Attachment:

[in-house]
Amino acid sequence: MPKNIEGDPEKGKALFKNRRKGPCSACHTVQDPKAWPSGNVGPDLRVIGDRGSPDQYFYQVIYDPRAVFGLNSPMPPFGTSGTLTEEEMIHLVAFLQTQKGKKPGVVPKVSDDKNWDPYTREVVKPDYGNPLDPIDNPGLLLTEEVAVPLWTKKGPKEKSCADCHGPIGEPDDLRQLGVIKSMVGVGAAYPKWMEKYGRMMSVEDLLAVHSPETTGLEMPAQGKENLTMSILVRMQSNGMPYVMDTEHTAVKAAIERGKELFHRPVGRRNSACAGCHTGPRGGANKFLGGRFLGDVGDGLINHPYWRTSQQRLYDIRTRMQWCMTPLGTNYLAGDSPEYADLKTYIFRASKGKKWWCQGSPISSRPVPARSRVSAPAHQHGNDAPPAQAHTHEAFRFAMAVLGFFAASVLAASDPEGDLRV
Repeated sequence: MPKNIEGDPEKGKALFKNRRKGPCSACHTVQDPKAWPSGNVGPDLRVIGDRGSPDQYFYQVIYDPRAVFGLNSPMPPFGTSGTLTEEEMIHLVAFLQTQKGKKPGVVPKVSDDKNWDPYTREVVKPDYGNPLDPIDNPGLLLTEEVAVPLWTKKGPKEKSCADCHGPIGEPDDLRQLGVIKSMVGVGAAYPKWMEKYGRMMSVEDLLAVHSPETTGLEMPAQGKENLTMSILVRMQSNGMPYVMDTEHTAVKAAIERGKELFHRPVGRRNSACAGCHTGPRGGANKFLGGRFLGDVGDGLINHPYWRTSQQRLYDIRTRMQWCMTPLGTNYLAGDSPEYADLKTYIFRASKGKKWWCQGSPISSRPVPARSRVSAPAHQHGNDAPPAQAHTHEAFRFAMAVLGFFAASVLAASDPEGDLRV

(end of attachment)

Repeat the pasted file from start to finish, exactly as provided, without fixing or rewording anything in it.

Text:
[in-house]
Amino acid sequence: MPKNIEGDPEKGKALFKNRRKGPCSACHTVQDPKAWPSGNVGPDLRVIGDRGSPDQYFYQVIYDPRAVFGLNSPMPPFGTSGTLTEEEMIHLVAFLQTQKGKKPGVVPKVSDDKNWDPYTREVVKPDYGNPLDPIDNPGLLLTEEVAVPLWTKKGPKEKSCADCHGPIGEPDDLRQLGVIKSMVGVGAAYPKWMEKYGRMMSVEDLLAVHSPETTGLEMPAQGKENLTMSILVRMQSNGMPYVMDTEHTAVKAAIERGKELFHRPVGRRNSACAGCHTGPRGGANKFLGGRFLGDVGDGLINHPYWRTSQQRLYDIRTRMQWCMTPLGTNYLAGDSPEYADLKTYIFRASKGKKWWCQGSPISSRPVPARSRVSAPAHQHGNDAPPAQAHTHEAFRFAMAVLGFFAASVLAASDPEGDLRV
Repeated sequence: MPKNIEGDPEKGKALFKNRRKGPCSACHTVQDPKAWPSGNVGPDLRVIGDRGSPDQYFYQVIYDPRAVFGLNSPMPPFGTSGTLTEEEMIHLVAFLQTQKGKKPGVVPKVSDDKNWDPYTREVVKPDYGNPLDPIDNPGLLLTEEVAVPLWTKKGPKEKSCADCHGPIGEPDDLRQLGVIKSMVGVGAAYPKWMEKYGRMMSVEDLLAVHSPETTGLEMPAQGKENLTMSILVRMQSNGMPYVMDTEHTAVKAAIERGKELFHRPVGRRNSACAGCHTGPRGGANKFLGGRFLGDVGDGLINHPYWRTSQQRLYDIRTRMQWCMTPLGTNYLAGDSPEYADLKTYIFRASKGKKWWCQGSPISSRPVPARSRVSAPAHQHGNDAPPAQAHTHEAFRFAMAVLGFFAASVLAASDPEGDLRV